The adorably quirky “Crazy Ex-Girlfriend” is in the midst of its second season on The CW—and it just keeps getting funnier (and dancier!). The sitcom has become known for its over-the-top musical breaks featuring original choreo, often spoofing famous songs or music videos. Choreographer Kathryn Burns is the lady in charge of those award-winning moves, and she recently won an Emmy for Outstanding Choreography for her work. Dance Spirit caught up with Burns to get the scoop on how she makes dances for one of TV’s hottest comedies.
(photo by Robyn Von Swank, courtesy Anderson Group PR)
Dance Spirit: What first drew you to “Crazy Ex-Girlfriend”?
Kathryn Burns: Rachel Bloom [one of the show’s creators and its star] and I had collaborated together for “Funny Or Die,” shows at Upright Citizens Brigade in NYC and other L.A. comedy shows, so I was already a fan of her comedic voice. Plus, a comedy musical on TV? I mean, it’s a dream job!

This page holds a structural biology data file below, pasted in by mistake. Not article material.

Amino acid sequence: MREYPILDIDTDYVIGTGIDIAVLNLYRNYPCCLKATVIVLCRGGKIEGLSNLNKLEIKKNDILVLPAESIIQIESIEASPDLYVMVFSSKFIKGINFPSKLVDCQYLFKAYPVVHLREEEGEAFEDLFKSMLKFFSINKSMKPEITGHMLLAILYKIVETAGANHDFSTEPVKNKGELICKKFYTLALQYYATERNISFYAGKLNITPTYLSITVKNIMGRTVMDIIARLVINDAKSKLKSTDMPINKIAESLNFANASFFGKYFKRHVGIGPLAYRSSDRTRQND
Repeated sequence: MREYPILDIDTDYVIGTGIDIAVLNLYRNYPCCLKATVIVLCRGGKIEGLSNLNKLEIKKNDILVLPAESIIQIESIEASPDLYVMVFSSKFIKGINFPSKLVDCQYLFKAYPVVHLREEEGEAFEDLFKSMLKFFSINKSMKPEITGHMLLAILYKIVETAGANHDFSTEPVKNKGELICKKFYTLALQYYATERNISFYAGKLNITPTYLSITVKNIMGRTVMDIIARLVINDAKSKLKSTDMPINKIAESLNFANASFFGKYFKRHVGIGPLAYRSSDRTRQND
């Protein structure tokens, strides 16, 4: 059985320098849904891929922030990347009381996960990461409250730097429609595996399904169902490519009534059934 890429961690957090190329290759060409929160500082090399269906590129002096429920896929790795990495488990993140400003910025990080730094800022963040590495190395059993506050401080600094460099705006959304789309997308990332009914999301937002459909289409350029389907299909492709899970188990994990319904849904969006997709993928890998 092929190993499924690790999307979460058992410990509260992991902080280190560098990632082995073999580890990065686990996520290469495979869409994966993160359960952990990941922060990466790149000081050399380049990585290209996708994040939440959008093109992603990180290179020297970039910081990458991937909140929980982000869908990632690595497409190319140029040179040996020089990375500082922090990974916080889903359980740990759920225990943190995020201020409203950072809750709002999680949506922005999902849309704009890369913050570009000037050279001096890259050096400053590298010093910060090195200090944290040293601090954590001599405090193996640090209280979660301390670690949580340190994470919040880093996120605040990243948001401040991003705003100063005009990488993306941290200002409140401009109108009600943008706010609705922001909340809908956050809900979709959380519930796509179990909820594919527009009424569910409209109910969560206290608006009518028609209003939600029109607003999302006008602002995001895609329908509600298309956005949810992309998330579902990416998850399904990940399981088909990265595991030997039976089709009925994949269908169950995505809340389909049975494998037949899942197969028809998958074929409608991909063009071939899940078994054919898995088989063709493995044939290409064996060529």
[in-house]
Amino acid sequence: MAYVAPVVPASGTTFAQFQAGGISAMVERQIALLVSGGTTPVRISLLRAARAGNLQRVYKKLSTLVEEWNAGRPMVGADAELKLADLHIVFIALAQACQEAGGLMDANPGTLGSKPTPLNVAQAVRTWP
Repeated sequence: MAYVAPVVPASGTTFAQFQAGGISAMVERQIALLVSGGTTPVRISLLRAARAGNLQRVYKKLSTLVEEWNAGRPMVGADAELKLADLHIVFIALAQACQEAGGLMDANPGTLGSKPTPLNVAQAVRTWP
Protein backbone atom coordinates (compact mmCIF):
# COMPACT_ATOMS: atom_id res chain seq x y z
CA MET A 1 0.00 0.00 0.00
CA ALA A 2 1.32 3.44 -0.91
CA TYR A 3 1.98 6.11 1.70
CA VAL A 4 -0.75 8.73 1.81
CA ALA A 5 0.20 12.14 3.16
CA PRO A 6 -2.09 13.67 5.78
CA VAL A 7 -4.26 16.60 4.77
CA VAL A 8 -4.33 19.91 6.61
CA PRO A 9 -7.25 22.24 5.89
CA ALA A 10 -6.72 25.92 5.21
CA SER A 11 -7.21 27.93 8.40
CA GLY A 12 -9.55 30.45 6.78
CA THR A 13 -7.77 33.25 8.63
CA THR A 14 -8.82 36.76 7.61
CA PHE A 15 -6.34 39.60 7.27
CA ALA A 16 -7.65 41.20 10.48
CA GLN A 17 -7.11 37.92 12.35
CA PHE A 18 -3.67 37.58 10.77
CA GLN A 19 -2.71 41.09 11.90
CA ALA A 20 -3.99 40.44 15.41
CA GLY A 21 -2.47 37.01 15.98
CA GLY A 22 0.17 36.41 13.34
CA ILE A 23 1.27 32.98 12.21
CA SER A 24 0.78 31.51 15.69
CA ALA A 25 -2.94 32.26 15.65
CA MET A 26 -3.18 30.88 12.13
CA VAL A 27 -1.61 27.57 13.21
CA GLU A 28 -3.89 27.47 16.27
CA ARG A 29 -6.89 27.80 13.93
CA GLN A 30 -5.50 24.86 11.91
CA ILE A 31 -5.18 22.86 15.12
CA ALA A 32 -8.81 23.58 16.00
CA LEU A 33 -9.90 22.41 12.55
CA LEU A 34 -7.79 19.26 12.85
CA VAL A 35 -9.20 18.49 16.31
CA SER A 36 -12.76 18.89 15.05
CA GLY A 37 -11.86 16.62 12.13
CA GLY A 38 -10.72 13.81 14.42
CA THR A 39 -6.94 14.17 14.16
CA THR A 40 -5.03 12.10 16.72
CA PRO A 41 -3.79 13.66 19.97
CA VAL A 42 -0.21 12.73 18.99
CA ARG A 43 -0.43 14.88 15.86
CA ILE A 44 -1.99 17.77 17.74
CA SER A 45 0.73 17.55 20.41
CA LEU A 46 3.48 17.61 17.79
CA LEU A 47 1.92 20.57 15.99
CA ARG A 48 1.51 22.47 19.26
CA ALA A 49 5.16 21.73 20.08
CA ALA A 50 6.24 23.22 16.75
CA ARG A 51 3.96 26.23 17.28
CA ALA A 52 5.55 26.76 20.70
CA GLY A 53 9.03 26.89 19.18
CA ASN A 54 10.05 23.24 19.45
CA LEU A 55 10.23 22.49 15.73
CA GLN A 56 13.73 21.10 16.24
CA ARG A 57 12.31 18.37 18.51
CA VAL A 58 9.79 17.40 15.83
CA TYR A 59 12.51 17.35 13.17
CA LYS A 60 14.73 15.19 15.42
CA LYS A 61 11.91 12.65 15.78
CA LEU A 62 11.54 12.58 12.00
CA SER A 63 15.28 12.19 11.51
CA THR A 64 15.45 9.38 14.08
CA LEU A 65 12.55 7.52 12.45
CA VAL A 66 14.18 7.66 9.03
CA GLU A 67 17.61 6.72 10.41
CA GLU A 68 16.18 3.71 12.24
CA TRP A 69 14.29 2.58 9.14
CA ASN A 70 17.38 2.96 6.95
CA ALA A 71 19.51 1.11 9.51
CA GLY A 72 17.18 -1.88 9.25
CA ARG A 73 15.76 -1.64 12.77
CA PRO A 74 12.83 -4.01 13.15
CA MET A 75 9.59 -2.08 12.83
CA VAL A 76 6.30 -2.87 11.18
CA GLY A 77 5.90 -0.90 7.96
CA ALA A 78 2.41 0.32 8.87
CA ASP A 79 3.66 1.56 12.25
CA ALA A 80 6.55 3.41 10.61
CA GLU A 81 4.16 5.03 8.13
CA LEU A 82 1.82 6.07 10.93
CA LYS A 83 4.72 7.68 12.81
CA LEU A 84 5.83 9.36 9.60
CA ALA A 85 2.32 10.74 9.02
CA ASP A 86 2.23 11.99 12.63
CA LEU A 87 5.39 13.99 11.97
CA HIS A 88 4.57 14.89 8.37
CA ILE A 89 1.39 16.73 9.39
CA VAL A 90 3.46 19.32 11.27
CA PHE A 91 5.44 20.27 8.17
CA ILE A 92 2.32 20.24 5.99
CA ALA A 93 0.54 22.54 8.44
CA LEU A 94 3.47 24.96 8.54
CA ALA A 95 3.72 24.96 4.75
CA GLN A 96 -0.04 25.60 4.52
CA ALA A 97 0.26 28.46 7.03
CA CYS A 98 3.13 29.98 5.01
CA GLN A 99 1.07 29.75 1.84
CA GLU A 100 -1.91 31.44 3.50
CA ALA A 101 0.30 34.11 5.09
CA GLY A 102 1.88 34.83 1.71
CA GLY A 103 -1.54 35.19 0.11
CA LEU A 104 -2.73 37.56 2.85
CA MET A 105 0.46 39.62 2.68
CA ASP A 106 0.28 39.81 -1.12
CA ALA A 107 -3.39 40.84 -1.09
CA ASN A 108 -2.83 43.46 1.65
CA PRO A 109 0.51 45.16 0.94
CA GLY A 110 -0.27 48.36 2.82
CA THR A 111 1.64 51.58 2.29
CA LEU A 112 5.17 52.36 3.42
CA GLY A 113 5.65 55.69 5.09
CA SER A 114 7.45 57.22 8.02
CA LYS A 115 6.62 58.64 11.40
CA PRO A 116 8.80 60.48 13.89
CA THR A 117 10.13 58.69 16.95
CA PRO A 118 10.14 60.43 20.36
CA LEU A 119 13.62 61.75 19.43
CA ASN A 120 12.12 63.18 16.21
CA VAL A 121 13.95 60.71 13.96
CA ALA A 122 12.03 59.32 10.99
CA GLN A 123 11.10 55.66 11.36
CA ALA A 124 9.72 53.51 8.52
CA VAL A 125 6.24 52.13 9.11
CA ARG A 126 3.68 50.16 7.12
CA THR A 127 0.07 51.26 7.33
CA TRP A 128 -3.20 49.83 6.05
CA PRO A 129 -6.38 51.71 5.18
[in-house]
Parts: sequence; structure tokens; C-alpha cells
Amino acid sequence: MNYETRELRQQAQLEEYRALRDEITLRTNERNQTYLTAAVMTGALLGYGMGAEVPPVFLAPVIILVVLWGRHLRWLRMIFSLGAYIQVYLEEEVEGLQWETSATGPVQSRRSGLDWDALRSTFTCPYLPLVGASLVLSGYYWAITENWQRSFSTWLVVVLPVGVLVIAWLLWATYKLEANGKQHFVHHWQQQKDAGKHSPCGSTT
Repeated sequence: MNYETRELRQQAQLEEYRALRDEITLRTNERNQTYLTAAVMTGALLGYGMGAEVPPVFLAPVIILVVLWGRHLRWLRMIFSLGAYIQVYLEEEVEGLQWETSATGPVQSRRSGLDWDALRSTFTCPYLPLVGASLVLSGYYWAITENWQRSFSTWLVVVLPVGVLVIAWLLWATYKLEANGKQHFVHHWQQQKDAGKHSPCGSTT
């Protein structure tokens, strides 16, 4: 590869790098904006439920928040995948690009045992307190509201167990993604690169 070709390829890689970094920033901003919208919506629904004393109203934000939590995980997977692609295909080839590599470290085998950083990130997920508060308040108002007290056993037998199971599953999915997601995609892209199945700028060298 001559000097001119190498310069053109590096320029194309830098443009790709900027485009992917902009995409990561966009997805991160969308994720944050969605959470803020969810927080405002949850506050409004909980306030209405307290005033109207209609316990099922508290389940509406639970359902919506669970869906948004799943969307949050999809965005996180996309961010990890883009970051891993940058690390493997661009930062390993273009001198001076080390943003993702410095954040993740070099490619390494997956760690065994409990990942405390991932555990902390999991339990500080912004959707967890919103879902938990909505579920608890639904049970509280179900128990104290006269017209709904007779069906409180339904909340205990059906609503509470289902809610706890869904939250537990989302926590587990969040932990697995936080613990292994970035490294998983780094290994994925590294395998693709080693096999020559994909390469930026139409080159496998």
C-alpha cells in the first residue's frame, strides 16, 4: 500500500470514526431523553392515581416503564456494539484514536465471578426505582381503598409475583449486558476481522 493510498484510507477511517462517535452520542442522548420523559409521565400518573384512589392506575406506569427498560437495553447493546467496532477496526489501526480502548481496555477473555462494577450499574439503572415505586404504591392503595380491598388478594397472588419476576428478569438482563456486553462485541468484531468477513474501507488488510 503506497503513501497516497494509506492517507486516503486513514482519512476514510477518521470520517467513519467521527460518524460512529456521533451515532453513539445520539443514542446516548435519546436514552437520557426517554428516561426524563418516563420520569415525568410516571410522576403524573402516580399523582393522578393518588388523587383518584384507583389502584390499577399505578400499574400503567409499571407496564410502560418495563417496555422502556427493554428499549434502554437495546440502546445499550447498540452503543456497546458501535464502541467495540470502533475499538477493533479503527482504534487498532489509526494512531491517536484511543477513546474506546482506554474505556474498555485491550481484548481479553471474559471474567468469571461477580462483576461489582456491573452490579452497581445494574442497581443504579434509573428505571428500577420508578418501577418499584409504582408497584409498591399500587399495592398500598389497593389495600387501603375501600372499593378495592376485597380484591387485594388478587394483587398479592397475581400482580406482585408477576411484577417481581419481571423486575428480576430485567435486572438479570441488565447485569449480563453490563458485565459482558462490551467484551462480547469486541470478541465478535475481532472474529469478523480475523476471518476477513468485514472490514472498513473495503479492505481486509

DS: How has working on Season 2 been different than the first season?
KB: We’re in our groove this season. We learned plenty of lessons and worked through the kinks of shooting two music videos per episode.
DS: Are there any challenges that come with choreographing for a sitcom?
KB: The biggest challenge is that dance isn’t the star. The movement always has a supporting role, so by default a lot of the choreography gets toned down or cut. My goal is to sneak in as many magical moments as possible.
DS: What’s the style of movement like this season?
KB: Classic Hollywood–ography, girl-group–ography, ping-pong–ography, Disney-ography, butt-ography and more!
DS: Is there anything you’ve learned this season that you wish you knew last season?
KB: Simplicity is king. Sometimes the best choreography is movement that’s seemingly simple. Its power comes from staying true to the character versus complicated
DS: What’s your favorite thing about working on the show?
KB: I love the wide variety of genres I get to create—from bad, silly dancing to giant showgirl moments and everything in between.
(From left) Darriel Johnakin, Diego Pasillas, and Emma Sutherland (all photos by Erin Baiano)
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